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The Daily Collegian - UM to help Army families

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UM to help Army families

By: Ben Williams, Collegian Staff

Posted: 10/24/07

Free support groups for families with parents serving in the military will be offered by the
Psychological Service Center (PSC) at the University of Massachusetts starting in November.

Of the two groups, one is designed to support parents trying to maintain healthy relationships and
co-parents with partners deployed away from home. The other is focused around children with parents
serving in the armed forces.

"The content of the children's group depends somewhat on the age range of the children that end up
attending the group," said Dr. Christopher Overtree, director of the PSC. "But the focus of this group
will be dealing with the stress and anxiety about having a parent in a war zone."

According to the PSC, family members of troops serving abroad face numerous challenges that
compound the difficulty of separation, such as fear for the active duty member, extended periods of
deployment and multiple tours of duty.

The increased periods of deployment may also create additional stress for family members at home
trying to maintain healthy relationships and parent effectively.

"[I] think it is important that we all think about ways that we can reach out to military families and
returning military personnel,"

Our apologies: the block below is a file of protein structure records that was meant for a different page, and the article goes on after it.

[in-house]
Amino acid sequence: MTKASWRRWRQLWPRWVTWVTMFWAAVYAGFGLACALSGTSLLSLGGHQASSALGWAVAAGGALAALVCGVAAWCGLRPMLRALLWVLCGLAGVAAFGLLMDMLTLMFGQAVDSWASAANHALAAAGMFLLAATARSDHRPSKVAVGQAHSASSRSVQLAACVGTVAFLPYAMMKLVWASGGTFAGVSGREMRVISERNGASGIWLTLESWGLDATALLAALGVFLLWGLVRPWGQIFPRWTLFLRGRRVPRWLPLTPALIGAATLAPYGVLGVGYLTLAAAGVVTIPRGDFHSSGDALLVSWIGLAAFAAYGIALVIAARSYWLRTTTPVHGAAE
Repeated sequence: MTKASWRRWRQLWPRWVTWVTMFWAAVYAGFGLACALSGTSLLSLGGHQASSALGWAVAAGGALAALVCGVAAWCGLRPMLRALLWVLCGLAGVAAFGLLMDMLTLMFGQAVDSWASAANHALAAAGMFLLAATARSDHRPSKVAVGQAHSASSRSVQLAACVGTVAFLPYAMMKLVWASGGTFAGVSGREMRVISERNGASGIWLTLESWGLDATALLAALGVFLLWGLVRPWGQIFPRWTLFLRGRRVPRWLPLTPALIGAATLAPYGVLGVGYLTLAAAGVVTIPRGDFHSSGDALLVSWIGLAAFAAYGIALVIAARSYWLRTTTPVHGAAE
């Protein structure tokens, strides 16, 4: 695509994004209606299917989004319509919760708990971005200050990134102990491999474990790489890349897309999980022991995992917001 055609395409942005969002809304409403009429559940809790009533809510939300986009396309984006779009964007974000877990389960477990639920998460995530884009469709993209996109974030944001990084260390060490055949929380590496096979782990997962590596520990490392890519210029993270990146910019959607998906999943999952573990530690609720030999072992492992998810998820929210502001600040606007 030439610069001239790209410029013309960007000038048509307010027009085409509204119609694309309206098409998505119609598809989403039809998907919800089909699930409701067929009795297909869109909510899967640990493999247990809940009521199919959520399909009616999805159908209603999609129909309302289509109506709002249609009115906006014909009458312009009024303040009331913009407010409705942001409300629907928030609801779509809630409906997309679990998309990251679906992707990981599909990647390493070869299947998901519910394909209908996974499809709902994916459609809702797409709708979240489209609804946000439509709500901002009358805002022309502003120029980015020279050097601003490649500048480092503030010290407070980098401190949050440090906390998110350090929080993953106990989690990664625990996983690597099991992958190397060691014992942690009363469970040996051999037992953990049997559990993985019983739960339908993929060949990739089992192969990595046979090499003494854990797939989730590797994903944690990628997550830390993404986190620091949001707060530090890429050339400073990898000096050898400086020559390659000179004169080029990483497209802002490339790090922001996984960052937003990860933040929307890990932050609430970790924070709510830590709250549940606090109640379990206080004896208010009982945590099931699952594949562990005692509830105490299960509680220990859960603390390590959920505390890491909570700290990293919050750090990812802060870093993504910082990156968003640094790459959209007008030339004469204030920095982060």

Overtree said. "It is almost impossible to predict what the needs will be, but they may require services,
flexibility in adapting educational rules to accommodate people on active duty and respect for the stress
and life disruption that military families have been experiencing over the course of this conflict."

The inspiration for the group came from two Ph.D students, Susan Balaban and Courtney Baker, and a
member of the University clinical health department faculty, Rebecca Stowe.

"There have been many other groups of this nature, organized at both the national and local level,"
Overtree said. "We simply became interested in finding a way that we could provide support to our
community members in the military…knowing that it might lead to other services and help us
understand other areas in which mental health centers like us could provide programming."

"These families have already mastered many of the challenges of existing in a military environment, but
during times of conflict, can benefit from additional supports from their local communities," said Dr.
Holly Parker, a clinical postdoctoral fellow at the Jamaica Plain Department of Veterans Affairs.

"There was not necessarily a 'demand' [for the program] per se," Overtree said. "Rather, it was clear that
services were in need, and unclear whether military families would ask for these services. Since we have
begun advertising this program…we have gotten a very positive response, many people just thanking us
for making this program available, and others suggesting different services we might be able to begin."

More information about the program and enrollment can be found on the center's Web site at

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The Daily Collegian - UM to help Army families

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